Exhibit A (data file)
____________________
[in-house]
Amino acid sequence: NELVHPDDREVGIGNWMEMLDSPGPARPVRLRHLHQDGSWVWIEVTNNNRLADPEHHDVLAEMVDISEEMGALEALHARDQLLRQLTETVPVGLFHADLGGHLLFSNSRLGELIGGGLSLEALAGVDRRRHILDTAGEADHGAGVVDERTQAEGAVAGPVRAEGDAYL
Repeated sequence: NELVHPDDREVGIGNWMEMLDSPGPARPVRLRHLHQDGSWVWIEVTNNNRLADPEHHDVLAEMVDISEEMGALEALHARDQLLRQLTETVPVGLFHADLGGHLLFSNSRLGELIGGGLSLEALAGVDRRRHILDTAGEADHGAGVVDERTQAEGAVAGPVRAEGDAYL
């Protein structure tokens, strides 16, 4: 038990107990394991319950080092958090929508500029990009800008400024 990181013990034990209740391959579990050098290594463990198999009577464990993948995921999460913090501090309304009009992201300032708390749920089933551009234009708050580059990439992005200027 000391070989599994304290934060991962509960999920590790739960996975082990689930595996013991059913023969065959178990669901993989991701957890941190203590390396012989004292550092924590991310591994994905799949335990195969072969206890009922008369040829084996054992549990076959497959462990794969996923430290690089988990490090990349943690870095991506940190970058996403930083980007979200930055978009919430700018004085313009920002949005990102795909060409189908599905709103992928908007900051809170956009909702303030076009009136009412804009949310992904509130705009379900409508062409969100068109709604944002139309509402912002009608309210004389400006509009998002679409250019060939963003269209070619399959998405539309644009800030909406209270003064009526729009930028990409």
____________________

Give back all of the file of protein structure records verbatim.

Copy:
[in-house]
Amino acid sequence: NELVHPDDREVGIGNWMEMLDSPGPARPVRLRHLHQDGSWVWIEVTNNNRLADPEHHDVLAEMVDISEEMGALEALHARDQLLRQLTETVPVGLFHADLGGHLLFSNSRLGELIGGGLSLEALAGVDRRRHILDTAGEADHGAGVVDERTQAEGAVAGPVRAEGDAYL
Repeated sequence: NELVHPDDREVGIGNWMEMLDSPGPARPVRLRHLHQDGSWVWIEVTNNNRLADPEHHDVLAEMVDISEEMGALEALHARDQLLRQLTETVPVGLFHADLGGHLLFSNSRLGELIGGGLSLEALAGVDRRRHILDTAGEADHGAGVVDERTQAEGAVAGPVRAEGDAYL
């Protein structure tokens, strides 16, 4: 038990107990394991319950080092958090929508500029990009800008400024 990181013990034990209740391959579990050098290594463990198999009577464990993948995921999460913090501090309304009009992201300032708390749920089933551009234009708050580059990439992005200027 000391070989599994304290934060991962509960999920590790739960996975082990689930595996013991059913023969065959178990669901993989991701957890941190203590390396012989004292550092924590991310591994994905799949335990195969072969206890009922008369040829084996054992549990076959497959462990794969996923430290690089988990490090990349943690870095991506940190970058996403930083980007979200930055978009919430700018004085313009920002949005990102795909060409189908599905709103992928908007900051809170956009909702303030076009009136009412804009949310992904509130705009379900409508062409969100068109709604944002139309509402912002009608309210004389400006509009998002679409250019060939963003269209070619399959998405539309644009800030909406209270003064009526729009930028990409």